We will continue to meet with Metrolinx and the region and we've actually asked for Metrolinx to provide regular project updates to us and come to council periodically to provide updates on this very important initiative. Happy to answer any questions."

East Gwillimbury councillors could try a little harder to engage with the issue.

Click "read more" for John Taylor at York Region's Committee of the Whole on 11 November 2021 on grade separation.

Grade Separation 11 Nov 2021. York Region Committee of the Whole:

Mayor Taylor: I met with Brian previously about this. I really want to highlight it here as well for other staff. Currently the proposed road network map indicates grade separations, both as capital programme and prioritized. 

I guess what I would say is… My understanding is that, at this point, both Metrolinx and the Region, and certainly the lower tier municipalities, are at the very early stages of understanding what grade separations would look like and even the merit of them at different locations – or the level of merit in different locations.

And so, for example, my concern here is that Davis Drive does not have a grade separation indication on it at all, of any nature. 

And it would seem to me that even other locations, whether one would occur or not - and the reasons and the rationale for that, is very much in its infancy. And so I guess I'm asking that the Davis Drive location at least be indicated as a grade separation study area. Or that they all be - or many more of them be - indicated as grade separation study areas.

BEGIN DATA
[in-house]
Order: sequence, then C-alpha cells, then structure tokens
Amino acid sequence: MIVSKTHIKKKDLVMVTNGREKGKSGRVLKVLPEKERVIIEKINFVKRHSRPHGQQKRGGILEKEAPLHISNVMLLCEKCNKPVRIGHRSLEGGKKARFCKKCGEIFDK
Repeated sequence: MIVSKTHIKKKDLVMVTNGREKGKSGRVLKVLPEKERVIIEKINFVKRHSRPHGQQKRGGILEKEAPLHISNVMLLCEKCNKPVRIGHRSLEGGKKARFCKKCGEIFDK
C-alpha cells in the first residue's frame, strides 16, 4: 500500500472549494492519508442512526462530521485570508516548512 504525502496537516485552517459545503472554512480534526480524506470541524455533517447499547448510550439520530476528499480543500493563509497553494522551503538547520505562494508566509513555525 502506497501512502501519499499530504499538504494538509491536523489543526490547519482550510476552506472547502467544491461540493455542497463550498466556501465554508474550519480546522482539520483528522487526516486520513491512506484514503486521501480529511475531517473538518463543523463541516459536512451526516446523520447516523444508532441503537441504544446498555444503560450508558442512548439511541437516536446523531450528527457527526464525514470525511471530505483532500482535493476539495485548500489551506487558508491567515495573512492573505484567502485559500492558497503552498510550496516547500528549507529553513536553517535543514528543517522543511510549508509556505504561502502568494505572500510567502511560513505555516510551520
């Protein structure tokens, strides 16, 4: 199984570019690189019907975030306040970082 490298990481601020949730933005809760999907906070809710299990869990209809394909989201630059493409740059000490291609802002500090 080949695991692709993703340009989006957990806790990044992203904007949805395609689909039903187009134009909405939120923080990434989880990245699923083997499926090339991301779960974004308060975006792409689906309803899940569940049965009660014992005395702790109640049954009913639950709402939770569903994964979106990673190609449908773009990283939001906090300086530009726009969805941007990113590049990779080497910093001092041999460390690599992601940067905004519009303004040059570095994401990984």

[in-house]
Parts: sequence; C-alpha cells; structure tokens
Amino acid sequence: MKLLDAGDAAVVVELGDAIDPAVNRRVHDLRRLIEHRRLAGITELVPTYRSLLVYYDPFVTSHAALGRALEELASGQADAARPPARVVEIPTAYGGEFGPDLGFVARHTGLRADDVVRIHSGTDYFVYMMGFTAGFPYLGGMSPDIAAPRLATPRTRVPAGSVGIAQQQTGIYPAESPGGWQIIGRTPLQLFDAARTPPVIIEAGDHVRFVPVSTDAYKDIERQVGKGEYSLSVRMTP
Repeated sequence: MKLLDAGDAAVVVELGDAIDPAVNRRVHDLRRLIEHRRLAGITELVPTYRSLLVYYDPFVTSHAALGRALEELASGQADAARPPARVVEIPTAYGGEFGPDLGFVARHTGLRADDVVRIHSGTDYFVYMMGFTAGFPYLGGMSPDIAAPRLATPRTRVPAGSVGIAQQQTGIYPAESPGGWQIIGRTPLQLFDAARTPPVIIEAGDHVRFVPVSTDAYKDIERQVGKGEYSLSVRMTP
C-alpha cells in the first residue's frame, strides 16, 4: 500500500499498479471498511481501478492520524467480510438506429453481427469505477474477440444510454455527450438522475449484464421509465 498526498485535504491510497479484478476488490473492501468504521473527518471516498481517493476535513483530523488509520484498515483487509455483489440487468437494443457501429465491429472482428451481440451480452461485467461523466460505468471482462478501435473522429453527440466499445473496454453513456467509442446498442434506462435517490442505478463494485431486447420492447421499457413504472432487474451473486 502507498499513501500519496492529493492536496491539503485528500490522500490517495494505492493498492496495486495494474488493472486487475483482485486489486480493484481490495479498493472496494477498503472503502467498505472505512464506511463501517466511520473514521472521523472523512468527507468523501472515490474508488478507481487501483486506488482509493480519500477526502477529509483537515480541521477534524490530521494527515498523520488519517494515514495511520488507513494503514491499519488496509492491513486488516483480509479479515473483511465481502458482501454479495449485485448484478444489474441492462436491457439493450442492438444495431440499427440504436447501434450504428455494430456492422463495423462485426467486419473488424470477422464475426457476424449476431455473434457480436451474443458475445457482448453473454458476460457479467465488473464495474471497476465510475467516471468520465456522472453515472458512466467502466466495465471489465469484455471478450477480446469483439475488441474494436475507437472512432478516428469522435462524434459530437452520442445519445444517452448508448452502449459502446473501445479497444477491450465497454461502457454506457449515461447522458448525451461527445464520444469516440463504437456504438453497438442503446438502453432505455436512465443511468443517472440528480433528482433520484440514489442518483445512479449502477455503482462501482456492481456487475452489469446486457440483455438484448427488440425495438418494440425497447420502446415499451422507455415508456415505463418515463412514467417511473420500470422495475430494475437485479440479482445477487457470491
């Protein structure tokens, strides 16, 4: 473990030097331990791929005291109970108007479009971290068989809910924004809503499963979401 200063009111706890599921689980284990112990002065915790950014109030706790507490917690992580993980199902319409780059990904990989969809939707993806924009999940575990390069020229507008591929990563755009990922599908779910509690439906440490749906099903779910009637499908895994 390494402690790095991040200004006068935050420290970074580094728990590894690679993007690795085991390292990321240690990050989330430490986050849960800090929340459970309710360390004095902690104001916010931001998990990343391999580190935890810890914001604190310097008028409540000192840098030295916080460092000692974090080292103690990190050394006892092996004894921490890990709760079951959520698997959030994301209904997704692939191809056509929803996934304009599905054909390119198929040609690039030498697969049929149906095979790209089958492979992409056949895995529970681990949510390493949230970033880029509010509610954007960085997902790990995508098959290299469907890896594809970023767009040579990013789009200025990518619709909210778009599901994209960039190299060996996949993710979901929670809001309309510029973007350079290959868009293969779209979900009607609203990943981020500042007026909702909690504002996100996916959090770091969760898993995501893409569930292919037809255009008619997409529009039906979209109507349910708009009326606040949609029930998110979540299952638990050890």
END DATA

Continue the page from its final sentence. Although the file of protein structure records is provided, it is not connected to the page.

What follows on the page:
Because this seems to be saying to the public: this is going to happen here and this is not going to happen here.

And in some cases I have a feeling it may not even happen in some places (where it is) indicated and it may happen in some that are unindicated.

We don't know that yet… but I guess I'm just trying to find a way to indicate the nature of where grade separation is at (and) its maturity in this process. 

Ann-Marie Carroll: Acting Commissioner of Transportation Services: Thank you Mayor Taylor. Actually, Brian and I were just talking about this earlier today. And I think the approach that we are going to take is exactly how you are describing it.

We are identifying that there will likely be X number of grade separations required during, you know, this 30 year period. And we will continue to hold a certain number of grade separations within our budget. But we recognize that there needs to be some continued analysis done to identify exactly which of these locations are going to require a grade separation.

Mayor Taylor: And so, on mapping, will all the ones there, and maybe some more, be indicated as potential grade separations?  And then there will be a sense that they may be either budget constrained or need the result of a study of some sort to indicate whether it is even advisable? Is that where it is going? 

Ann-Marie Carroll: Acting Commissioner of Transportation Services: That’s correct.

Mayor Taylor: OK. The only thing I would say in closing on this is that I think we are all discovering that grade separation in relation to the 15 minutes service is going to be a huge issue for all of us. And I think the implications financially are massive and how much burden they try to put on us.

But the second part is just in terms of how it can change the streetscape of an area of significance dramatically - depending on what engineering design is finalized.

So, this is something I am really looking for support from the Region on…  in helping the lower tier municipalities understand this fully and make sure we are working closely with Metrolink so that they (too) understand our concerns and needs in relation to this topic. Thank you.